Near Luray in Page County, Virginia — The American South (Mid-Atlantic)
The Reverend John Roads (Rhodes)
Erected 1985 by John Rhodes Chapter, National Society of the Daughters of the American Revolution.
Marker series. This marker is included in the Daughters of the American Revolution marker series.
Location. 38° 38.869′ N, 78° 31.853′ W. Marker is near Luray, Virginia, in Page County. Marker is on U.S. 211 west of U.S. Route 340 South turnoff, on the right when traveling west. Touch for map. Marker is in this post office area: Luray VA 22835, United States of America.
Other nearby markers. At least 8 other markers are within 4 miles of this marker, measured as the crow flies. White House Bridge (within shouting distance of this marker); White House (within shouting distance of this marker); Massanutton (approx. 0.6 miles away); Calendine (approx. 1.2 miles away); Mauck Meeting House Luray Caverns (approx. 2.8 miles away); Fort Philip Long (approx. 2.9 miles away); Willow Grove Mill (approx. 3.7 miles away). Touch for a list and map of all markers in Luray.
Regarding The Reverend John Roads (Rhodes). The Reverend Rhodes was a Mennonite minister. The log home built on the site of the massacre soon thereafter stood until 1994. It was called Fort Roads and is about four miles north of Route 211 on the west bank of the South Fork of the Shenandoah River.
1. Relative of Rev. John Rhodes
The Reverend John Rhodes had twelve or thirteen children, it was never known exactly how many. They were Joseph, Michael, Daniel, Susannah, Anna, Elizabeth. Esther, and the four sons and one or two daughters killed in the Indian raid. I am related to Michael Rhodes. He was my Great-great-great-great-great grandfather. My grandfather’s mother was Sylvia Edna
— Submitted July 17, 2008, by Lora Denise Bennett of Indianapolis, Indiana.
2. John Rhodes and his family
Original name thought to have been Hans Derik Roodt.(Hans Roth) He was a Mennonite Minister. Settled in Shenandoah Co, VA about 1729 on land adjoining Mart in Kauffman. Killed by Indians in Shenandoah Valley, VA in 1764. Indians said to have been led by Simon Girty. John Rhodes was shot while standing in his doorway. Eve Albright Rhodes and a son were killed in the yard. Five other children were killed. Eight children survived.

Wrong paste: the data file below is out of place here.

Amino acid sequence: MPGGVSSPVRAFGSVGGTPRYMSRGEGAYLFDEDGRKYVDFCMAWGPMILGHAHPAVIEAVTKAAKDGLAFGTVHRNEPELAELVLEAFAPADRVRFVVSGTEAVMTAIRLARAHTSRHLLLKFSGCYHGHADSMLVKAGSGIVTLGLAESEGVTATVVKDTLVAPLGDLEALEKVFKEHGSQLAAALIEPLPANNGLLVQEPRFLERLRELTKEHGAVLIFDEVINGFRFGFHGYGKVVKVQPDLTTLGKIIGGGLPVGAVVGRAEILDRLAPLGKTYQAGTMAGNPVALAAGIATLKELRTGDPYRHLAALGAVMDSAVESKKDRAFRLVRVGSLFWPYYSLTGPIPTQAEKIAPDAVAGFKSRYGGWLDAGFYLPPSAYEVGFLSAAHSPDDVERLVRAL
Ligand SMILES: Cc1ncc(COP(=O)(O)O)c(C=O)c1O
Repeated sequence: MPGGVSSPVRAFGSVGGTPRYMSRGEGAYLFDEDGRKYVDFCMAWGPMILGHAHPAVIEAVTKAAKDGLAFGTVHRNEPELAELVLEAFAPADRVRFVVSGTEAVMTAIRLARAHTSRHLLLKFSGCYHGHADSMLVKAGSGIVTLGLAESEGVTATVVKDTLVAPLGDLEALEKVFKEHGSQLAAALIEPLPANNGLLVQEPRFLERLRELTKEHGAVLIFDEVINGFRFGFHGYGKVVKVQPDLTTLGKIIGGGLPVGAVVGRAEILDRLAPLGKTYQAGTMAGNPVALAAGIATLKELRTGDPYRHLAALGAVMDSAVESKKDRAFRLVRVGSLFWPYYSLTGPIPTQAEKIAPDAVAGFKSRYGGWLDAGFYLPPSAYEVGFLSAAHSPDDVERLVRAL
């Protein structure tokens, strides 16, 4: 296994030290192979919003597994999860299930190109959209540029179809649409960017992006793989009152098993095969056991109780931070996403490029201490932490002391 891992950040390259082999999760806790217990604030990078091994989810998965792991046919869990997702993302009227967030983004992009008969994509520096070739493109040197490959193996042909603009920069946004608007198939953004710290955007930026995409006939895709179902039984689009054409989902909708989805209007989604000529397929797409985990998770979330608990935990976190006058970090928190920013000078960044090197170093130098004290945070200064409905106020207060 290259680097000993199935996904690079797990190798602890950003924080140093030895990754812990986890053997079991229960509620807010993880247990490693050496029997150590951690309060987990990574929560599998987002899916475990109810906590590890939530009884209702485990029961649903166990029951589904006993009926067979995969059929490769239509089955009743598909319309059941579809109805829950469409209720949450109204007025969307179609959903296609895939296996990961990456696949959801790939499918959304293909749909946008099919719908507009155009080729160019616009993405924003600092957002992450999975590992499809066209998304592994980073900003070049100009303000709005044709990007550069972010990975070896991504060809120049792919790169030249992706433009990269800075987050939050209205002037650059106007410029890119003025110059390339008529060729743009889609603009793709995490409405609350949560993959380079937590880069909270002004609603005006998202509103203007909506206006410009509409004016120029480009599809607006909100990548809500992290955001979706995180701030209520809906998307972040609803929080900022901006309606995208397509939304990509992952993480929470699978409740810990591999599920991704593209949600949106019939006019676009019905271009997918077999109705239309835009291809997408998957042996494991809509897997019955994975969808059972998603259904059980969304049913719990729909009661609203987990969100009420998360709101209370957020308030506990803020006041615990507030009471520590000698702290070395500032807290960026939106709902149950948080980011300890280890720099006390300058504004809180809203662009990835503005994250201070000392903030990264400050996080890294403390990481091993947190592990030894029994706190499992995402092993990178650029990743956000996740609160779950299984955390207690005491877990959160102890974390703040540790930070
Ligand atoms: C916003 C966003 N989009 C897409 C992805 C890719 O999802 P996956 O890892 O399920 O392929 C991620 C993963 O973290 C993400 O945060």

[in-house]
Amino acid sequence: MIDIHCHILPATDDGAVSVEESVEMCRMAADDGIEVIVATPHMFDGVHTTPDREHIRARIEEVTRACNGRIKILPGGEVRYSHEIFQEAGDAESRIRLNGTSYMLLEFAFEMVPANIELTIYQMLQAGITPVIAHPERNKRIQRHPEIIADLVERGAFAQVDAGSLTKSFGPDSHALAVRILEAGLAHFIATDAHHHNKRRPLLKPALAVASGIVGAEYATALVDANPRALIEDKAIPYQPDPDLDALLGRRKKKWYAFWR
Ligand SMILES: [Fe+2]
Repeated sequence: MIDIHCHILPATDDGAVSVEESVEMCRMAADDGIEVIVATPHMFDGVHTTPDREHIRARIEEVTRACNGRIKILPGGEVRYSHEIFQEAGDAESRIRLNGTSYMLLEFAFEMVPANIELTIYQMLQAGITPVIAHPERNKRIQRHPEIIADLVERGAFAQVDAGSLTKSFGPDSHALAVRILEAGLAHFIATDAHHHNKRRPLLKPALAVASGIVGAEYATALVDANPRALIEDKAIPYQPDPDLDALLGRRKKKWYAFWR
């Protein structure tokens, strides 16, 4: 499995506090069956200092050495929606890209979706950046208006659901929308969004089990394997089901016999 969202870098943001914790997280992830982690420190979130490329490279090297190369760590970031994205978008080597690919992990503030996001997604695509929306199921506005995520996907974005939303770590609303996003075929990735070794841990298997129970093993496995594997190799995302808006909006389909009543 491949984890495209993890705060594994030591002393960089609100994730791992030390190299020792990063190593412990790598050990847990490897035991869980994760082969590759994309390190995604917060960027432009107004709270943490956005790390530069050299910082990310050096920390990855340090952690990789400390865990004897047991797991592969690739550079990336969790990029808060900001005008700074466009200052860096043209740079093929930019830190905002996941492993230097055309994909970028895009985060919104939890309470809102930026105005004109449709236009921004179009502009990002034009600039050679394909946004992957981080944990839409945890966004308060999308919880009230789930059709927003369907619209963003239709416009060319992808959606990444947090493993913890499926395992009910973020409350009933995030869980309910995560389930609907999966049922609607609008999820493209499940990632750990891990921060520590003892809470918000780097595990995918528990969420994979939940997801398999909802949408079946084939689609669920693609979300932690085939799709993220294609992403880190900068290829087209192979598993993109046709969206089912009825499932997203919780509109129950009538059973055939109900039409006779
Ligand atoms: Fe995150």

On August 31, 1924 at a memorial service at the site of the massacre, a monument was unveiled dedicated to the Rhodes family. The site is on the western bank of the Shenandoah River at the foot of Massanutten Mountain.
Memorial to Rev. John Rhodes (Mennonite) and six
Sources: Massanutten Settled by the Pennsylvania Pilgrim 1726. The First White Settlement in the Shenandoah Valley, by Harry M. Strickler (Book located at the Library of the Museum of Frontier Life, Staunton, VA); Tombstone Inscriptions of Shenandoah & Page Co, VA, by Duane L. Border, p. 192, 1984 by Yates Publishing Co., Ozark, MO; Richard Sallinger of Lynn Haven, FL (internet article)
Narrative by G.W. Hershberger (1848-?) written 11-24-1927, courtesy Nancy Waldo of Page Co., VA
— Submitted December 27, 2008.
Categories. • Colonial Era • Native Americans • Settlements & Settlers •
Credits. This page was last revised on September 20, 2016. This page originally submitted on December 24, 2006, by J. J. Prats of Powell, Ohio. This page has been viewed 6,598 times since then and 18 times this year. Last updated on July 22, 2012, by Charles Wesley Rhodes III of Arlington, Texas. Photos: 1, 2. submitted on December 24, 2006, by J. J. Prats of Powell, Ohio. 3. submitted on May 18, 2011, by Robert Blake Reid of Long Beach, Calif. 4, 5, 6, 7, 8, 9. submitted on March 8, 2012, by Debbie McLaughlin of Goodview, Virginia. 10, 11, 12. submitted on December 22, 2008.